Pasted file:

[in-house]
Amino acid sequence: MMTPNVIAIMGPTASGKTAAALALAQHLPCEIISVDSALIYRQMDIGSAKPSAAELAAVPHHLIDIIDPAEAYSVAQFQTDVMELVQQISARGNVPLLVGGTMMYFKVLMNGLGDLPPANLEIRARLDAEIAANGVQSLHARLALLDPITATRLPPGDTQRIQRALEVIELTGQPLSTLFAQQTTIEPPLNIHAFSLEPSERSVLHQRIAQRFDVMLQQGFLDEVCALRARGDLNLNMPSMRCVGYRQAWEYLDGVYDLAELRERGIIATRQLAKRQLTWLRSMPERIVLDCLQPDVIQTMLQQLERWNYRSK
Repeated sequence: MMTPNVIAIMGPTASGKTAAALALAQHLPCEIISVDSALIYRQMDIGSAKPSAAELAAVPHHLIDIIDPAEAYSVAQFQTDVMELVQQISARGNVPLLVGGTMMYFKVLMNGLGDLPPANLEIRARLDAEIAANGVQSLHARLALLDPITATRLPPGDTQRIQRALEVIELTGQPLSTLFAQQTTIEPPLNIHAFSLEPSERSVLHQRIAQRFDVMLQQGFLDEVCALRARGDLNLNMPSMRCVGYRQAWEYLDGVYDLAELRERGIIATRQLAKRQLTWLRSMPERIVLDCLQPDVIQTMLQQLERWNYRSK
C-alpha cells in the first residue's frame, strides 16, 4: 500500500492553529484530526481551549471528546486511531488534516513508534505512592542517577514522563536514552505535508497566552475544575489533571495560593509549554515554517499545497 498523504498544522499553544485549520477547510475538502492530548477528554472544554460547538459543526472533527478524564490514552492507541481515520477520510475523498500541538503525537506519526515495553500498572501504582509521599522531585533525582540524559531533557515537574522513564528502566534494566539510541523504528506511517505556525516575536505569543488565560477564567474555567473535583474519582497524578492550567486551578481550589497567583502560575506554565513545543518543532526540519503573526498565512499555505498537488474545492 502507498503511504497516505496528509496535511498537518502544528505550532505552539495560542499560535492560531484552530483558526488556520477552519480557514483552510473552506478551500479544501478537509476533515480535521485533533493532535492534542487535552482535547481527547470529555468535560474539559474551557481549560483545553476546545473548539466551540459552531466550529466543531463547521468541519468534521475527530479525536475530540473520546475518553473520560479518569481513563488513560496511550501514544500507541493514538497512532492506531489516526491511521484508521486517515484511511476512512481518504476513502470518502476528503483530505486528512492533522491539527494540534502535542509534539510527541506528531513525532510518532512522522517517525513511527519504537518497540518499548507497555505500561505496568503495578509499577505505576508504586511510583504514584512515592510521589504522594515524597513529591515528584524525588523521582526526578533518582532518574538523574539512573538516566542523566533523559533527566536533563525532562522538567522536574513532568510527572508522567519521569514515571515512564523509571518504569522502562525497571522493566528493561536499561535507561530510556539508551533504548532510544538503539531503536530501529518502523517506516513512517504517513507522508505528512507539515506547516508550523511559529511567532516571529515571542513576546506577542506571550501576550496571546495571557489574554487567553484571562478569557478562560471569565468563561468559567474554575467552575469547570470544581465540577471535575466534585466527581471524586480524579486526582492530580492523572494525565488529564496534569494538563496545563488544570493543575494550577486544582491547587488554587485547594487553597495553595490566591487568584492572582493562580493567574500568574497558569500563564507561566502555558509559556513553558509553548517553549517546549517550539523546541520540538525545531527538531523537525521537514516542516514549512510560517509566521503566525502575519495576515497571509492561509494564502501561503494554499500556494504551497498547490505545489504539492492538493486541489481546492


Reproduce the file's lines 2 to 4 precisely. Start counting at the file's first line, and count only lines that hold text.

Amino acid sequence: MMTPNVIAIMGPTASGKTAAALALAQHLPCEIISVDSALIYRQMDIGSAKPSAAELAAVPHHLIDIIDPAEAYSVAQFQTDVMELVQQISARGNVPLLVGGTMMYFKVLMNGLGDLPPANLEIRARLDAEIAANGVQSLHARLALLDPITATRLPPGDTQRIQRALEVIELTGQPLSTLFAQQTTIEPPLNIHAFSLEPSERSVLHQRIAQRFDVMLQQGFLDEVCALRARGDLNLNMPSMRCVGYRQAWEYLDGVYDLAELRERGIIATRQLAKRQLTWLRSMPERIVLDCLQPDVIQTMLQQLERWNYRSK
Repeated sequence: MMTPNVIAIMGPTASGKTAAALALAQHLPCEIISVDSALIYRQMDIGSAKPSAAELAAVPHHLIDIIDPAEAYSVAQFQTDVMELVQQISARGNVPLLVGGTMMYFKVLMNGLGDLPPANLEIRARLDAEIAANGVQSLHARLALLDPITATRLPPGDTQRIQRALEVIELTGQPLSTLFAQQTTIEPPLNIHAFSLEPSERSVLHQRIAQRFDVMLQQGFLDEVCALRARGDLNLNMPSMRCVGYRQAWEYLDGVYDLAELRERGIIATRQLAKRQLTWLRSMPERIVLDCLQPDVIQTMLQQLERWNYRSK
C-alpha cells in the first residue's frame, strides 16, 4: 500500500492553529484530526481551549471528546486511531488534516513508534505512592542517577514522563536514552505535508497566552475544575489533571495560593509549554515554517499545497 498523504498544522499553544485549520477547510475538502492530548477528554472544554460547538459543526472533527478524564490514552492507541481515520477520510475523498500541538503525537506519526515495553500498572501504582509521599522531585533525582540524559531533557515537574522513564528502566534494566539510541523504528506511517505556525516575536505569543488565560477564567474555567473535583474519582497524578492550567486551578481550589497567583502560575506554565513545543518543532526540519503573526498565512499555505498537488474545492 502507498503511504497516505496528509496535511498537518502544528505550532505552539495560542499560535492560531484552530483558526488556520477552519480557514483552510473552506478551500479544501478537509476533515480535521485533533493532535492534542487535552482535547481527547470529555468535560474539559474551557481549560483545553476546545473548539466551540459552531466550529466543531463547521468541519468534521475527530479525536475530540473520546475518553473520560479518569481513563488513560496511550501514544500507541493514538497512532492506531489516526491511521484508521486517515484511511476512512481518504476513502470518502476528503483530505486528512492533522491539527494540534502535542509534539510527541506528531513525532510518532512522522517517525513511527519504537518497540518499548507497555505500561505496568503495578509499577505505576508504586511510583504514584512515592510521589504522594515524597513529591515528584524525588523521582526526578533518582532518574538523574539512573538516566542523566533523559533527566536533563525532562522538567522536574513532568510527572508522567519521569514515571515512564523509571518504569522502562525497571522493566528493561536499561535507561530510556539508551533504548532510544538503539531503536530501529518502523517506516513512517504517513507522508505528512507539515506547516508550523511559529511567532516571529515571542513576546506577542506571550501576550496571546495571557489574554487567553484571562478569557478562560471569565468563561468559567474554575467552575469547570470544581465540577471535575466534585466527581471524586480524579486526582492530580492523572494525565488529564496534569494538563496545563488544570493543575494550577486544582491547587488554587485547594487553597495553595490566591487568584492572582493562580493567574500568574497558569500563564507561566502555558509559556513553558509553548517553549517546549517550539523546541520540538525545531527538531523537525521537514516542516514549512510560517509566521503566525502575519495576515497571509492561509494564502501561503494554499500556494504551497498547490505545489504539492492538493486541489481546492